Although the game ended in a draw, the Timbers were comfortably the better team on the field throughout, with the Timbers’ first-choice side largely dominating primarily against a reserve Dynamo side and Gio Savarese’s impressively second team controlling the proceedings against the Dynamo starters.
As for the first team, they had no problem finding space on the wings early on, in particular through Dairon Asprilla, who was the best player on the field on Wednesday by some distance. Once the wings were unlocked, Diego Valeri, Sebastian Blanco, and Fanendo Adi created plenty of danger on the interior of a Dynamo defense that was well broken down. The result was a first half in which the Timbers created — although didn’t finish — chances virtually at will.
So the first team was dominant for 45 minutes against the Dynamo’s reserves — which by nature runs the risk of being fool’s gold. They were also plenty effective (though not quite dominant) for another 20 minutes after halftime against Houston’s starters even though the Timbers were stretching the limits of their match fitness while the Dynamo were on fresh legs. As expected the chances didn’t come as easily, but the Timbers were still comfortably on top of the game.
It wasn’t all positive for the first team, though. Although the Dynamo had little of the ball and the Timbers were very effective in their high- and mid-level press to win the ball back, Portland still had some rickety moments defending their own third — none moreso than when Arturo Alvarez carved up the Timbers left side to put Houston up a goal. And if Arturo Alvarez can do that, the Timbers’ backline isn’t going to enjoy meeting Miguel Almiron. The absence of Diego Chara’s ball-winning prowess remains conspicuous for a Timbers team that didn’t consistently disrupt either Seattle or Houston in their final-third opportunities.
Still, on balance, it was a good-not-great performance from the Timbers’ first team.
But the first team’s work may not have been the most impressive of the day. In just 25 minutes of action on Wednesday, the Timbers’ second unit exerted pretty comprehensive control over a Houston Dynamo team that was largely the same one that advanced to last year’s Western Conference Final. Don’t get me wrong: The second team wasn’t nearly as creative as the first team, which will happen when you have Jack Barmby running the 10 and not somebody like Valeri. But the Timbers were still comfortably in control and asked far more questions of the Dynamo backline than Houston asked of the Timbers.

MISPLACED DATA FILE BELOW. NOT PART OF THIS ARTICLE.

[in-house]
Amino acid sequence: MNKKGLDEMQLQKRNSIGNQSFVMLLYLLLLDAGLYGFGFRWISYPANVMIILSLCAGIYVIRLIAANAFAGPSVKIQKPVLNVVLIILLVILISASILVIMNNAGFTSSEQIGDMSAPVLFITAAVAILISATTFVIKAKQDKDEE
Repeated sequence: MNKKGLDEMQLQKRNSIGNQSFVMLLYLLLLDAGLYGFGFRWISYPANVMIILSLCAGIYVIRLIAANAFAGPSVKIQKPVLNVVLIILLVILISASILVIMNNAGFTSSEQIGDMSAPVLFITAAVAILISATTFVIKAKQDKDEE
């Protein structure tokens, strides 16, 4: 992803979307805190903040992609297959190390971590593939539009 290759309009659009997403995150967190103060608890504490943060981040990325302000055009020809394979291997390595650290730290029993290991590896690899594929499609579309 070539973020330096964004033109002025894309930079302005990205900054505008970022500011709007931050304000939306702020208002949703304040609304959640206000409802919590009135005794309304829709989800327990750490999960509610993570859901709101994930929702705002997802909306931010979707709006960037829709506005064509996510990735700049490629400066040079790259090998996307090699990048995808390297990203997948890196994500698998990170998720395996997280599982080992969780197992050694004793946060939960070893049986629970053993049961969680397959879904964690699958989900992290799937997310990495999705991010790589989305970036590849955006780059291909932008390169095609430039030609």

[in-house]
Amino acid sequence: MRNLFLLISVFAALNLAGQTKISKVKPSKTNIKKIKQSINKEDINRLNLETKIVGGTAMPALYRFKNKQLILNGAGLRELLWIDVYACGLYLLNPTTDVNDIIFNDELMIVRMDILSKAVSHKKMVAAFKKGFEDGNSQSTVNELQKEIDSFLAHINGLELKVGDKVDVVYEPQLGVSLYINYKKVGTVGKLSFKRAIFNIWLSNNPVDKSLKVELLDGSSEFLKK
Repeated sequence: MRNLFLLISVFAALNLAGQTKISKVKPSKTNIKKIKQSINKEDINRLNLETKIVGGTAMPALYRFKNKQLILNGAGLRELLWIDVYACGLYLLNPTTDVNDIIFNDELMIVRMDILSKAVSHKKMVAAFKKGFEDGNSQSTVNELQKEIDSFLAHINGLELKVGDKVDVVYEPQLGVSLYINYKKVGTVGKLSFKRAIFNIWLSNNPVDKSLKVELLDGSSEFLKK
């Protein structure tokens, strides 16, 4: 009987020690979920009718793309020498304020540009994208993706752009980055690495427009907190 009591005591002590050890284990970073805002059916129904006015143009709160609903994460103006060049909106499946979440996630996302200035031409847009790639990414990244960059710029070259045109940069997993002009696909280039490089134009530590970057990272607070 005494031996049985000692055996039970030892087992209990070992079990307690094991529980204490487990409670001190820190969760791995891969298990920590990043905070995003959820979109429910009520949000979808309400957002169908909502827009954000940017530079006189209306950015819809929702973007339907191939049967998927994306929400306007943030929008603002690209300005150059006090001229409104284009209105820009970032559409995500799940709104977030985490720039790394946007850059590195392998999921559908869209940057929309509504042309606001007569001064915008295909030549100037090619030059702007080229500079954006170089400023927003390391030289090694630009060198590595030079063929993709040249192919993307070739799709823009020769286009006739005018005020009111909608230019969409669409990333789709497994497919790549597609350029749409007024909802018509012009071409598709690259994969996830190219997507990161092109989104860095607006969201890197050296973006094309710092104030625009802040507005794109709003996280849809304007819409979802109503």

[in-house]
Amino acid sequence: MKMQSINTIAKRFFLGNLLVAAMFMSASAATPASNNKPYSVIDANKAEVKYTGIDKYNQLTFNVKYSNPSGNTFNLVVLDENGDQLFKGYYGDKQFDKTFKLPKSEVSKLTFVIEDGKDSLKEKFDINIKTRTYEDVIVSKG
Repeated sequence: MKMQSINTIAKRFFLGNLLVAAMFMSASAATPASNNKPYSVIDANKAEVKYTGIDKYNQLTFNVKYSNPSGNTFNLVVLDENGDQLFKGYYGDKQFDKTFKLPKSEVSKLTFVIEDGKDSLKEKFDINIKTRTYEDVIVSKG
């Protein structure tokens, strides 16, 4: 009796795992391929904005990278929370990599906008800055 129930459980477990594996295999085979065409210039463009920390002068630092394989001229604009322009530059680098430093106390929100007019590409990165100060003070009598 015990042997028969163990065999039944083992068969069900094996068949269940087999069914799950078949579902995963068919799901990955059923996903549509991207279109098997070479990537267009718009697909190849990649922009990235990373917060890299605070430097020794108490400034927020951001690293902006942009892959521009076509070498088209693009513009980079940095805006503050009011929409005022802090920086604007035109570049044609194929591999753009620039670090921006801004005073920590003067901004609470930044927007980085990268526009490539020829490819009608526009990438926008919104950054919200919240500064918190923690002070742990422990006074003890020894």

All of that represented considerable progress from the last time we saw the Timbers in a 2-1 loss to Seattle that was overall fine, but looked decidedly preseason-esque. There are things yet to improve on the backline and in ripening and finishing chances, but that’s not uncommon for this phase of preseason.
Stock Up, Stock Down
Dairon Asprilla — Asprilla’s goal may have been the least impressive thing he did on Wednesday. The Colombian winger was everywhere against the Dynamo. He tortured Dylan Remick on the Dynamo’s left flank, he combined, he crashed the box, and he even provided timely overloads on the left. Asprilla had the most to win or to lose of any player in the starting lineup. He won in very convincing fashion.
Marco Farfan — He wasn’t as spectacular as he was against the Sounders in the Timbers’ first Tucson trip, but the question coming out of that game was whether Farfan could play near that level consistently. Wednesday was a success on that front for Farfan who was effective going forward and combining with Andy Polo, but also aware and honest enough to keep track of and largely shut down Alberth Elis. With Vytas suspended on the weekend against Dallas, Farfan should get a run-out with the starters. Another strong performance will go a long way toward showing that’s where Farfan belongs.
Andres Flores — The 6/8 duo of Flores and Cristhian Paredes operated pretty smoothly on Wednesday, but since Paredes got the credit against Seattle it’s worth praising Flores this time. He was everything you want out of a six — clean on the ball, responsible defensively, and rhythmic in distribution. Don’t be at all surprised if we see a good bit of Flores this year, both as a spot starter as depth in central midfield, but also as a late-game defense-minded substitute for an attacking player.
Alvas Powell — He’s the Timbers’ best one-v-one defender in Diego Chara’s absence and don’t even think about @-ing me. Beyond that, Powell was effective in the spots that he selected to push on, and had a particularly sharp moment when he first-time’d a long Blanco switch into a perfect cross that Asprilla very nearly scored.
Vytas — Alvarez got the better of Vytas in the first 15 minutes or so, but from there the Lithuanian left back was largely fine in defense and the attack. That is until he got sent off for what appeared to be an off-ball incident with Alberth Elis. So it’s not that it was a disastrous performance from Vytas, but he very much opened the door for Farfan — who has arguably been better than Vytas in every phase of the game this preseason — to make his case to start.
David Guzman — It hasn’t been an easy preseason for Guzman paired with Lawrence Olum in central midfield. Olum is a six through-and-through, which means Guzman has to take on the disruption and ball-winning responsibilities in central midfield. He deserves partial credit for how effectively the Timbers pressed Houston on Wednesday, but Guzman still spent a lot of time chasing once the Dynamo broke the Timbers’ initial press. There’s a good chance these issues pretty swiftly disappear once Diego Chara is back in the fold, but it hasn’t been a repeat of the tremendous preseason that Guzman had in 2017.